Recently there have been various articles relating to the newest procedure adopted by the Department of Motor Vehicles regarding the vehicle inspection process. Several articles have contained misinformation, which has led to confusion regarding the intent of the new procedure, how it will be implemented and the expected results.
State law requires the inspection of motor vehicles every 12 months. Currently, most inspections conducted outside the New York metropolitan area expire at the end of the month. As a result, in many upstate communities, there are long lines and wait times at inspection stations at the end of the month. The new procedure, which will affect motorists beginning in 2007, will seek to alleviate this problem by spreading the expiration dates throughout the month.
Beginning in 2006, all vehicles will be issued an inspection sticker that has three boxes indicating the time period when the inspection will expire in 2007. These boxes are marked 1-10, 11-20 and 21-31. A motorist who has an inspection completed on a date within one of those time frames will have his or her inspection due at the end of the period marked.
Therefore, vehicle inspections completed between the 1st and 10th of the month this year will expire at midnight on the 10th next year, those completed between the 11th and 20th of the month will expire at midnight on the 20th and inspections completed between the 21st and the end of the month will expire at midnight on the last day of the month.
Motorists will need to have their vehicles inspected before the time frame has expired. Although a 10-day period is indicated on the sticker, motorists are not required to have the inspection done during that time frame and can have the inspection completed at any time prior to the designated expiration period. All vehicle inspections will still be valid for one full year, regardless of when the inspection occurred during the previous year.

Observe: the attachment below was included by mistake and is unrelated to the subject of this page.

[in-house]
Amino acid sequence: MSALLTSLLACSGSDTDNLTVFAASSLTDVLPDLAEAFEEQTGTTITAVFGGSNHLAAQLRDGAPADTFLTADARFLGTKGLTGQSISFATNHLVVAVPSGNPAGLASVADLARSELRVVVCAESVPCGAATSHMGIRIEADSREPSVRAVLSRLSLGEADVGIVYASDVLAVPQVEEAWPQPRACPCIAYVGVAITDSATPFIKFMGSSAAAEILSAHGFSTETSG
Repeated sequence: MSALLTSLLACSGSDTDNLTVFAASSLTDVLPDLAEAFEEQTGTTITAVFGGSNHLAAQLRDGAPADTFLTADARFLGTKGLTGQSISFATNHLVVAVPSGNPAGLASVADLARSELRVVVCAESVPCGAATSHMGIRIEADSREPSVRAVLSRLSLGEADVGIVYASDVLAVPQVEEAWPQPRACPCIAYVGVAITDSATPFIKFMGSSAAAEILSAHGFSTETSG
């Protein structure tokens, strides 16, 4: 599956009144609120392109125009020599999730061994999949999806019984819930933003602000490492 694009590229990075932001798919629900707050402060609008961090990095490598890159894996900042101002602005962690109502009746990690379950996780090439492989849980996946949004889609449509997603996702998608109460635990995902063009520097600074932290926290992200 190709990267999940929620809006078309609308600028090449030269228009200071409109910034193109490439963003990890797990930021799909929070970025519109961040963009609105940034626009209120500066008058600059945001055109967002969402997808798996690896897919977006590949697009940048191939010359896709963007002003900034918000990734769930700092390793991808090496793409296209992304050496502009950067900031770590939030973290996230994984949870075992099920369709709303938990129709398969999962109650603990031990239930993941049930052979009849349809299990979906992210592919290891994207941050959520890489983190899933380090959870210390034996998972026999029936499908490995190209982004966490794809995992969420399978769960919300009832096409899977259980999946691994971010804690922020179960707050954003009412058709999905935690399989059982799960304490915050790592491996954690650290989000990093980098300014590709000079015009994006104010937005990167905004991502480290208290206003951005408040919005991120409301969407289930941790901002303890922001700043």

Motorists in the New York metropolitan area have had a similar program since 1990. As a result, over time, the inspections in the metropolitan area were spread throughout the month, which reduced wait times and significantly increased customer convenience. This system's success has reinforced among upstate inspection stations and the DMV the benefit of shifting to a similar system.
Since inspections done in 2005 expire at the end of the month, we expect most motorists will wait until the end of the month in 2006 to get their new inspection. However, over time, as vehicles are bought and sold, inspections will be spread throughout the month.
Over the years, the DMV has aggressively worked to modify procedures to improve customer service. Many motorists remember the days when licenses and vehicle registrations all expired on one specific date, forcing people to wait in long lines for many hours to complete a simple transaction. It has been through implementation of various new procedures that the DMV has been able to dramatically improve customer service.
Renato Donato Jr. is executive deputy commissioner of the state Department of Motor Vehicles.